Doodling is creativity run wild. It is what grows outside the planter boxes of learning. These scribblings are imagination circling around structure, our unconscious self appearing next to the information we have to record.

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There are those who believe that doodling can enhance our life and learning, helping us be more productive, or freeing our emotions when words are not enough. Judy Blume, an author that fifth grader might have read in school, admitted that “I doodle a lot and often get my best ideas with a pencil in my hand while I’m doodling.” 

The spirit of an artist appears through her doodles.

So I talked with our students about the importance of exuberant creativity and allowing ourselves the freedom to keep open our imaginations. I confessed to being a doodler myself, and took the time to sketch a pirate on the paper on stage. While it was nothing fancy, I hope that the act of seeing their principal draw in front of them and praise the act of putting pencil or pen to paper will stick around as long as that girl’s question has for me.

I hope that when they’re sitting in class, or when my teachers are sitting in a meeting, they won’t feel a stigma for drawing lines or flowers, robots or leaves, caricatures or boxes and arrows. Who knows, maybe the result will be something that moves discussion in that classroom or that meeting forward. Maybe they too will get some of their best ideas with a pencil in their hand.

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A Great Hall of Reflection

“Art … is a great hall of reflection where we can all meet and where everything under the sun can be examined and considered.”
                                  -Iris Murdoch

Just about every morning I take a walk. At 7:30 my amazing assistant, Margaret, and I cue up a song, turn on the PA, and let music fill ACMA. For the next five minutes, as students hurry to classes to the sound of Miles Davis or Ella Fitzgerald, Sharon Jones or David Bowie, Mozart or Edie Brickell and Steve Martin, I walk.

coffeeA cup of coffee in hand, I navigate the front hall by the main office, zigging around the trophy case filled with ceramics, dodging kids wrapped in fleece blankets (a thing at ACMA during these cold winter months) and turn the corner by the door of the dance studio at the mouth of ACMA’s Hallway of Hope and Justice.

Every morning I see teachers standing at doorways greeting students, I see kids carrying projects (a canvas, a sculpture, the makings of a robotic hand), and I find myself surrounded not just by art on every wall, but by the creative student artists who make our school the work of art that it is.

Ours is a school of plush ears, horns, and tails. We are a place that exudes the creative spirit, a place where students create their identities as well as their art. At ACMA we laugh often, dream big, and are comfortable being just a little bit different. Seeing this creativity made manifest every morning is an inspiration.

To walk down ACMA’s hallways first thing in the morning, The Clash, The Bangles, or The Beatles filling the air, is to see hope.

At 7:30 in the morning students are focused on what’s ahead. They’re not performing; they’re preparing. As these artists, writers, dancers, and musicians move together through the hallways, nodding hellos to one another, smiling, and toting instruments, cameras, and portfolios, they seem to me less a disconnected collection of individuals and more the cohesive colors of a creative rainbow. They share a desire to make art and a poetic way of seeing the world.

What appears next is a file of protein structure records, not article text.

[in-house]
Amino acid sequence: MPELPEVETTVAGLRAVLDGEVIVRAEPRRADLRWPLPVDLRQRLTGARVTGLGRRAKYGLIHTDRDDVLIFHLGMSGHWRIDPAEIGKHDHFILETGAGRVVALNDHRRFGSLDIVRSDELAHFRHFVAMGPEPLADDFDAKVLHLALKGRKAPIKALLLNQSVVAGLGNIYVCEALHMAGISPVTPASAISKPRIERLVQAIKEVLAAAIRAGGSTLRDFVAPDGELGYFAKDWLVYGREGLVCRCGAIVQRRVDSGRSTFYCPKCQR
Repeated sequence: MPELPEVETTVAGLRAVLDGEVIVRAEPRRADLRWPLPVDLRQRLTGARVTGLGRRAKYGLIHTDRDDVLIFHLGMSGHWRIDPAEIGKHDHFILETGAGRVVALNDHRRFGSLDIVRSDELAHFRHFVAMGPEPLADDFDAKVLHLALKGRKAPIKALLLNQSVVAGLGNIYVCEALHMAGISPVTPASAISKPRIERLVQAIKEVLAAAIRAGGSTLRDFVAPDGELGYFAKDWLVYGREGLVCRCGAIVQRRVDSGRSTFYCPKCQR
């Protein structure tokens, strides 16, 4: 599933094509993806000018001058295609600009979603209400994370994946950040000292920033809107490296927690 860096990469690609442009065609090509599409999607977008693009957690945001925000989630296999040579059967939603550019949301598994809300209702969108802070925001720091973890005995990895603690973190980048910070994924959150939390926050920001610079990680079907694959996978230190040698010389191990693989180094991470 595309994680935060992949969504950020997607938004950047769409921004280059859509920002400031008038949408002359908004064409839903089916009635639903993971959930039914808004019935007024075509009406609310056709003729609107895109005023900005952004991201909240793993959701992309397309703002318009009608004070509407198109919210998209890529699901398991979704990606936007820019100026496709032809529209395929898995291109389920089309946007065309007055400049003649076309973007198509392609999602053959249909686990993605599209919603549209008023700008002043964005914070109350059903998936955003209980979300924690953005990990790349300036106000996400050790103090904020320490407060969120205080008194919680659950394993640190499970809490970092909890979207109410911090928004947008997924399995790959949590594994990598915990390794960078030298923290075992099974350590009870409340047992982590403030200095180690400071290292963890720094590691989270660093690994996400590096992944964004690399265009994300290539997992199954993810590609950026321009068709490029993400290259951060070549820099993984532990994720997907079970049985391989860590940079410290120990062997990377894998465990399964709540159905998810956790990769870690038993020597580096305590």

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My walk takes me to the end of the hallway, past paintings and wire sculpture, past displays about LBGTQ pride and announcements for upcoming productions, beneath student murals reaching back for decades and temporary installations on kindness, body image, and environmental issues.

Each step, to the strains of Mendelssohn or the bounce of Billie Holiday, takes me through a sea of anticipation. The day is about to begin. In the next hours together students will dance, and sing, and draw, and sculpt. They will write, and act, and make films. They will discuss literature and math, debate history, experiment in science (and maybe artistically too). They will support one another, encourage one another, and help each other be the best artists (and people) they can be.

Well, once they’ve wiped the sleep from their eyes; 7:30 am is awfully early for artists.

To help them wake up we may cue up some Prince or Buckshot LeFonque, Pink Martini or Johnny Cash. Whatever the soundtrack for the morning, the feeling is the same: gratitude for being at ACMA, excitement for the creative process, and a belief that today great things may happen.

I never take that morning walk for granted. Never. It’s a time to connect with students and staff, absorb the inspiration of our vibrant school, and witness first hand the profound power of creativity.

Go… !

Here at ACMA there’s talk of finding a mascot. With just over a quarter century of history behind us, the thinking goes that it’s about time we landed on a little more cohesive identity, an easier way for the community around us to recognize that we’re more than just the sum of our parts, and that whether a student is a poet or a painter, dances, makes films, or acts, she is a part of a dynamic creative community where she can be herself and be part of something bigger than any one student or one program.

I love the acknowledgement that we are an all encompassing haven for artists of many kinds. There is a tremendous and unifying power to the creative process, and whether we sculpt, write, make music, or make sets, the very nature of creating art gives us all a common point of view and shared sensibility. Art unites us.